US officials, including Secretary of State Rex Tillerson, have said that they are pushing Abbas to end incitement to violence against Israel, and to stop paying stipends to terrorists and their families. At the same time, it is understood that the US does not want to impose preconditions that would prevent a resumption of substantive peace efforts.
US sources confirmed that the payments to prisoners and incitement were discussed, but denied that they clouded the talks. They said that the talks mainly focused on hearing the Palestinian demands and their order of priority.
But hinting at challenges facing peace efforts, both sides “underscored that forging peace will take time and stressed the importance of doing everything possible to create an environment conducive to peacemaking,” a White House statement said.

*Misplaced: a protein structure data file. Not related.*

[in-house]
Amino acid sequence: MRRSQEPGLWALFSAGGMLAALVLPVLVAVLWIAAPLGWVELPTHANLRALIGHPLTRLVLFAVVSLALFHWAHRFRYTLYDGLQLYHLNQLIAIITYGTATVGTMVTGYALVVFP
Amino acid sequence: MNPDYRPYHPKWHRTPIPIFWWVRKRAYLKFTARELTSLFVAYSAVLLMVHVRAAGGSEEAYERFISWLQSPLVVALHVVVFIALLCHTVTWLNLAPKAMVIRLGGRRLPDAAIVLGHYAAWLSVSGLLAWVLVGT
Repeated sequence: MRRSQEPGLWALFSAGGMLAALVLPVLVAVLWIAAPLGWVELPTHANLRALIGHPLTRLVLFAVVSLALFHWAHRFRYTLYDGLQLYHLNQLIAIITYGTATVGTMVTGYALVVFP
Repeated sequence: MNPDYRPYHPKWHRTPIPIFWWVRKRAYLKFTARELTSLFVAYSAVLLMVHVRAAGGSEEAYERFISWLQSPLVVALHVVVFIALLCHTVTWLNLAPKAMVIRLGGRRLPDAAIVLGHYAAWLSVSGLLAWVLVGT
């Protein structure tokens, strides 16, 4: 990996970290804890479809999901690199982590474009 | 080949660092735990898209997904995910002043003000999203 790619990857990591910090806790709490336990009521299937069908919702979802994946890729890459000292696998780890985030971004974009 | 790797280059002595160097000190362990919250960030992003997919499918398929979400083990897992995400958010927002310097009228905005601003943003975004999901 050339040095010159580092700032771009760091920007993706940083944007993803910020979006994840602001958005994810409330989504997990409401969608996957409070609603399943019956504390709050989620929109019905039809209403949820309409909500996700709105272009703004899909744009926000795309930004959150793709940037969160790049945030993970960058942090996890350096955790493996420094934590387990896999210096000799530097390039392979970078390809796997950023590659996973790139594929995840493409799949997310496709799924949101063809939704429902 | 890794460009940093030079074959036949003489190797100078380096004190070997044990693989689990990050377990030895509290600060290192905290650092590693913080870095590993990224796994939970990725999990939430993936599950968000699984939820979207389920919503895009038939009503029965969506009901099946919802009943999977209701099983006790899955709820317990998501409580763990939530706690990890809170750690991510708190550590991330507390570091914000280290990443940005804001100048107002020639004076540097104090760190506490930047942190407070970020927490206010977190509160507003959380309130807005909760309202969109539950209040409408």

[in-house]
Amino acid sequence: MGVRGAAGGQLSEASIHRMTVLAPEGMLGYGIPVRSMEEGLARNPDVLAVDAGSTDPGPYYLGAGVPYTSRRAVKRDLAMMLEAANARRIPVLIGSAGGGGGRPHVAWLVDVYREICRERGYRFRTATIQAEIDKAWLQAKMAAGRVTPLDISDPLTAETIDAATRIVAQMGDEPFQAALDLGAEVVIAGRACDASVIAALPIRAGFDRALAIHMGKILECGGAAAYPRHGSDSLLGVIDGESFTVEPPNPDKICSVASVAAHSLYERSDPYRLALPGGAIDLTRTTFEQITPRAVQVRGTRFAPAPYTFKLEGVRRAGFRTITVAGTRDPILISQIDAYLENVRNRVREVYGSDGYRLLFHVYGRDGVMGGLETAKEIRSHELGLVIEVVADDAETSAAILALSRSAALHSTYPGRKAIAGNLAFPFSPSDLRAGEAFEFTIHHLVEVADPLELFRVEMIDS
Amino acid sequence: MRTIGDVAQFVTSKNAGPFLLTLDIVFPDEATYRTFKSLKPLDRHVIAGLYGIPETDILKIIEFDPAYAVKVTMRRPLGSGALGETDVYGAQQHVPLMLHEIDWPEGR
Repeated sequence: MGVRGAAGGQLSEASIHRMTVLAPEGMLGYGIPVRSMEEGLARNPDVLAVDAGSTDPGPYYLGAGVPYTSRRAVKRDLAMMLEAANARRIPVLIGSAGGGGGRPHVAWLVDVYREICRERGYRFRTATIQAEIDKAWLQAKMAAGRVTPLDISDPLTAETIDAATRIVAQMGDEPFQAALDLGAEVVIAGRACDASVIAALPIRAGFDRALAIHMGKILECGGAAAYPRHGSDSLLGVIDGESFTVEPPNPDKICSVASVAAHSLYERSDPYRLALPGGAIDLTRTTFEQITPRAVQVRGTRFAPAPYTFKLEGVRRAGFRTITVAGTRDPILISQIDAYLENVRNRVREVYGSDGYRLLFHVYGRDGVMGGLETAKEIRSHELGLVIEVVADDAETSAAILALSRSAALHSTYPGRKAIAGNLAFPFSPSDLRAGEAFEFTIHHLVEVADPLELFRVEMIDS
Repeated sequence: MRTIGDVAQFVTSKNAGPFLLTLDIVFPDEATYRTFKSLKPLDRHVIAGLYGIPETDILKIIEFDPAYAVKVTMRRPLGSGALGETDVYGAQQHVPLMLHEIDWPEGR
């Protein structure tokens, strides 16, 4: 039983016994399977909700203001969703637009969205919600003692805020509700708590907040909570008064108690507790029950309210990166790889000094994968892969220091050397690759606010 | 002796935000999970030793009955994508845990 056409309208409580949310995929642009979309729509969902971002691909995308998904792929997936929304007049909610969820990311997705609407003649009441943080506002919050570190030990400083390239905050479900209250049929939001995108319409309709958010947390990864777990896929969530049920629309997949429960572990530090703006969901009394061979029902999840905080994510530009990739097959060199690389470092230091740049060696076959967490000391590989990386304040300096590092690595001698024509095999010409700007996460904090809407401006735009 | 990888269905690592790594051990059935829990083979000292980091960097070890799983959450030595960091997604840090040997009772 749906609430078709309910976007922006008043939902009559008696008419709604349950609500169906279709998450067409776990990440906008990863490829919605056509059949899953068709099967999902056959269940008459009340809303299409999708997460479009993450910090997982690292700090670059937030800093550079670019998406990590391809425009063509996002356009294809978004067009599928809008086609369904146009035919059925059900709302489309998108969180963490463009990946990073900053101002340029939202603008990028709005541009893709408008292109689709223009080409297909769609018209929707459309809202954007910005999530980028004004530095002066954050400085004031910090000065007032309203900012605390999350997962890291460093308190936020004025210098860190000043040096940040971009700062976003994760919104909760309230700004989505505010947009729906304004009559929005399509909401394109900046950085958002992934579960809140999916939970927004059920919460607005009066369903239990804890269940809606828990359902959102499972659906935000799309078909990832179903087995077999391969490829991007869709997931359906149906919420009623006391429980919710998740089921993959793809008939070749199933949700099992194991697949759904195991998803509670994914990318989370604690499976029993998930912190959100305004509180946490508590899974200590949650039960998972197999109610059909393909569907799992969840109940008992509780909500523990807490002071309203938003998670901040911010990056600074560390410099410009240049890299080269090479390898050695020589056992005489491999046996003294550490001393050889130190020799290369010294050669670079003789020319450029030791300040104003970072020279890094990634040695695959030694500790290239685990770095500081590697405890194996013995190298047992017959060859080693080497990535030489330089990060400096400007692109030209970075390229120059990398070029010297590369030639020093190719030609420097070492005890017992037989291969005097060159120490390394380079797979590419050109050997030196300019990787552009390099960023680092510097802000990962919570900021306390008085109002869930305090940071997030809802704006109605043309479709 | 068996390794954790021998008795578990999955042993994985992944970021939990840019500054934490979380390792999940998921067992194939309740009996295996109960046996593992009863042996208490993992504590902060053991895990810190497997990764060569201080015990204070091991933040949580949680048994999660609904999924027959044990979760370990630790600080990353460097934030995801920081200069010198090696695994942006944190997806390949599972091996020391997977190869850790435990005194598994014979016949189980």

A senior Palestinian official said Wednesday that the preparatory meeting with Greenblatt on Tuesday had also not gone well and became tense over the payments to prisoners. He said the Americans “are buying” Netanyahu’s complaints about Palestinian incitement, and that Greenblatt was insisting on an end to the payments.
The official, speaking on condition of anonymity because he was discussing a closed diplomatic meeting, said the Palestinians had rebuffed Greenblatt’s pressure and demanded an Israeli settlement freeze. He said a Palestinian delegation would head to Washington next month for further talks.
In an official statement made after Wednesday’s meeting by senior Abbas aide, Nabil Abu Rudeineh said that Kushner addressed some of the thorniest issues on the table in his meeting with Abbas and stressed Trump’s commitment to restarting negotiations.
“The meeting has deeply and clearly discussed all the permanent status issues, mainly refugees and prisoners,” Abu Rudeineh said, according to Palestinian media sources. “During the meeting, Kushner told President Abbas that President Trump is committed to reaching a serious peace deal.”
A meeting between Trump and Abbas in Bethlehem in May was also reportedly tense, with the US leader angrily berating his counterpart over allegations of incitement.